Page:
OpEd: Bernie Sanders and the Trump playbook
Sen. Bernie Sanders continues to borrow a page out of the President Trump's Playbook titled, "How to control the media this week."
The president is the master at dominating what the national news media — print, digital and TV/radio, will cover in any given week of the year. He does this by issuing, usually on a Friday, a ridiculous statement that CNN, NYTimes, MSNBC and others will then cover 24/7 — it will disappear when the following Friday's statement is released (tweeted).
Such weekly statements have included, telling Israel not to grant visas to Congresswomen, Rashida Tlaib and Ilhan Omar, Trump's offer to Denmark to purchase their major territory, Greenland. This was preceded by a statement that we can obliterate Iran if we wished to. Earlier, if indicted he would pardon himself — this statement ran for more than a week.
There are more of course — one for each week of the 2016 presidential primary and his 32 months in office.
All of what Trump has done, in handling the media, has not been lost on Sanders.
While Sanders outlandish remarks may not have had the frequency of Trump's they do come along, if not weekly, certainly on a monthly basis.
It was only a few months ago that the traveling senator from Vermont proposed free college tuition at all state run facilities. This trillion dollar adventure would be funded by Trump's minions from Wall Street — who according to Sanders are millionaires if not billionaires.
If the above monthly news proposal wasn't enough it was preceded by another one — the elimination of all outstanding student loans—capping out at close to just over a trillion dollars. Wall Street couldn't handle this one so it would be funded by reversing the 2017 tax cuts.
Sandwiched in between the above monthly pronouncements and a long-standing wish of the Senator was his declaration of Medicare for All. Up until recently, this proposal was the Sanders Enchilada — it would the end of all private healthcare insurance companies. There would be only one insurer, the federal government.
And that entity alone would be making all decisions on how healthcare dollars would be allocated.
The price tag for Medicare for All was thought to be beyond anyone's comprehension until three weeks ago. It was during the second week in August that Sanders went to the Trump Playbook and announced the Sanders version of the Green New Deal. The media — liberal, conservative or somewhere in between was flabbergasted at the announcement's price tag — $16.3 trillion.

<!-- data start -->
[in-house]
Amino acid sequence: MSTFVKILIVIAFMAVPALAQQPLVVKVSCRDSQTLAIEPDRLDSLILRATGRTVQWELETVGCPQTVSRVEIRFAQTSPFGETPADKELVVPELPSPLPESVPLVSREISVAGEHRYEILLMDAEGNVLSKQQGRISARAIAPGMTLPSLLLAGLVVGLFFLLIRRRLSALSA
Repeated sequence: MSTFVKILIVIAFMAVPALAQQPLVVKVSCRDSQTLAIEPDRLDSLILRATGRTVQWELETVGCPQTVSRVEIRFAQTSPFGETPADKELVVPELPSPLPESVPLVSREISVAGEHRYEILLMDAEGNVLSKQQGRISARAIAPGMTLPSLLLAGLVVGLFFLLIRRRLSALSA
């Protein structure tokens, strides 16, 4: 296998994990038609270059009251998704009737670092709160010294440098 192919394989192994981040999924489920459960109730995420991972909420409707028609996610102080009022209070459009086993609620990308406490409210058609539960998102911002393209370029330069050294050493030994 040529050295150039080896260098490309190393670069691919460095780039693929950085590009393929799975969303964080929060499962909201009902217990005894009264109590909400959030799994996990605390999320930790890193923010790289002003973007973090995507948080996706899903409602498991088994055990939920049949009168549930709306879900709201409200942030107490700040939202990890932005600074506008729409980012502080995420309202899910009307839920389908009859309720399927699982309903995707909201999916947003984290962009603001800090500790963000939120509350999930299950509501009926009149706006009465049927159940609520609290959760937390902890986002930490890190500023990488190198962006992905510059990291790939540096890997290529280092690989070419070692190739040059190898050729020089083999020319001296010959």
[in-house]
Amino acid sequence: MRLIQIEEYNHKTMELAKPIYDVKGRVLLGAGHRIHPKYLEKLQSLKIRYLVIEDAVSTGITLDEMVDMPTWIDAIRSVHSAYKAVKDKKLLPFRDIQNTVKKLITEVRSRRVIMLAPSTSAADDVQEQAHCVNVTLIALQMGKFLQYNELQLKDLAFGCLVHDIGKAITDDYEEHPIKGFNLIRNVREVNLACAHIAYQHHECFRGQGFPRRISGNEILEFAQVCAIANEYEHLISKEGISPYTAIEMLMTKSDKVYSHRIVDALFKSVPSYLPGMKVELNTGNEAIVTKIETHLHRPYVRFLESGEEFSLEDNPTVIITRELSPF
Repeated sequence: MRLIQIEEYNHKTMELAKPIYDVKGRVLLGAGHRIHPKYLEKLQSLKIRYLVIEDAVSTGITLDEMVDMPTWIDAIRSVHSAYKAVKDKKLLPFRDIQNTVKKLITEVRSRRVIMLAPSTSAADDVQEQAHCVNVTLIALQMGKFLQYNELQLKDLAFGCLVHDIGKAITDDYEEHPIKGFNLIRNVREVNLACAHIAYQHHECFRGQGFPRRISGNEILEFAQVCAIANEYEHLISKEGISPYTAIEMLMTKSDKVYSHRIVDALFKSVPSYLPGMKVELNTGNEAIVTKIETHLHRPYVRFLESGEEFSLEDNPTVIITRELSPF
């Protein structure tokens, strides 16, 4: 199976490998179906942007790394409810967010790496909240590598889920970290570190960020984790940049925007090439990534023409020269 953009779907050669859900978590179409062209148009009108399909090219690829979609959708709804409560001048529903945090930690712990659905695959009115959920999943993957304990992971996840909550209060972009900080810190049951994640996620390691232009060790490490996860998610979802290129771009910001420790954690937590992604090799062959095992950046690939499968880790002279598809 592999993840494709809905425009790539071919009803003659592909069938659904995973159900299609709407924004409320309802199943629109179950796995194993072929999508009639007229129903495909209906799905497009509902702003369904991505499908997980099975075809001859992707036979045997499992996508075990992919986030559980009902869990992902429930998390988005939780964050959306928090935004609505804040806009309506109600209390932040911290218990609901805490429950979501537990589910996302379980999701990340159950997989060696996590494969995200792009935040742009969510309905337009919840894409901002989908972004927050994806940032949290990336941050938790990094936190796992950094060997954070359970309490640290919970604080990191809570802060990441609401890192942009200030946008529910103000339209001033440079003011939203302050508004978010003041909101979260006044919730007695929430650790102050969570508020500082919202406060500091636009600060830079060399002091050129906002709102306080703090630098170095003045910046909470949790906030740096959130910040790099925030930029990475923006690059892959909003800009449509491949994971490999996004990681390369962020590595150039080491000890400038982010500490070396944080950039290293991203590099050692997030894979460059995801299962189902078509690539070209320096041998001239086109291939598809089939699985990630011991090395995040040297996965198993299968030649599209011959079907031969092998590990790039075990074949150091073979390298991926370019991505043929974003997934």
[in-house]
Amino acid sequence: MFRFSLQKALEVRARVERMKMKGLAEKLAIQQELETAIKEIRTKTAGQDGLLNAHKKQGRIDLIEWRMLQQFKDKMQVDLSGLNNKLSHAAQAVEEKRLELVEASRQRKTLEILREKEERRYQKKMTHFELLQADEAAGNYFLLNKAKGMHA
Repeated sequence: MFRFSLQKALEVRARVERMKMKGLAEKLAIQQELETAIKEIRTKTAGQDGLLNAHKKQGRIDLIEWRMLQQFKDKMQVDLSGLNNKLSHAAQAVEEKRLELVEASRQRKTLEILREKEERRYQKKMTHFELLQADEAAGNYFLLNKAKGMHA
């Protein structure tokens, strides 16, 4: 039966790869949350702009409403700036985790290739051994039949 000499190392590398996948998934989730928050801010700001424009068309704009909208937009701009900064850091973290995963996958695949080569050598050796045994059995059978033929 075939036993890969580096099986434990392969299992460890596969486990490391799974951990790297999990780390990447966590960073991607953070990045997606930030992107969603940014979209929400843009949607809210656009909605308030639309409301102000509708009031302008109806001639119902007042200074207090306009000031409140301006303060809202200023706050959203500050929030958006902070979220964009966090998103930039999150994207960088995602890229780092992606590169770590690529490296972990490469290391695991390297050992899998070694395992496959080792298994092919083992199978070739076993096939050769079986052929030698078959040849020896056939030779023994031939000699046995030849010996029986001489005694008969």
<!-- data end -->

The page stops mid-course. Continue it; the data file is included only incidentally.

If you can believe it the Sanders proposal goes far beyond attempting to mitigate the present impact of carbons on the environment. According to the Wall Street Journal's August 26 th editorial, it is, " a wholesale transformation of our society."
And no wonder when the price tag is the equivalent of 78 percent of the U.S. annual economy. But the details of the senator's 44 page plan were astounding:
The government will provide $36 billion to convert lawns to food and tree growing areas, 14 percent of the price tag, or over $2 trillion will be allocated to weatherize and retrofit homes and businesses. Washington will also look to provide the 7.4 million housing units needed.
Food pantries, meals on wheels and school lunch programs better be looking for more space and volunteers because $527 billion will be coming their way. The logic being that it will save on energy cost if there are central distribution centers for food consumption.
Fire departments and emergency first-responders better heed the National Transportation Board's warnings on the dangers of responding to an electric car crash. The voltage shock as well as the notorious battery chemicals can cause deaths or serious injuries the Sanders plan is to give $2.1 trillion to trade-in fossil fuel vehicles for EVs.
My take-away is that the grant disbursing agency required under the Bernie Plan will in size dwarf the that of the Pentagon.
What Bernie should have done was send out one a week one page from his plan so to remain competitive with the Trump Media Play Book.
Don Keelan is a regular contributor to the Journal.
TALK TO US
If you'd like to leave a comment (or a tip or a question) about this story with the editors, please email us. We also welcome letters to the editor for publication; you can do that by filling out our letters form and submitting it to the newsroom.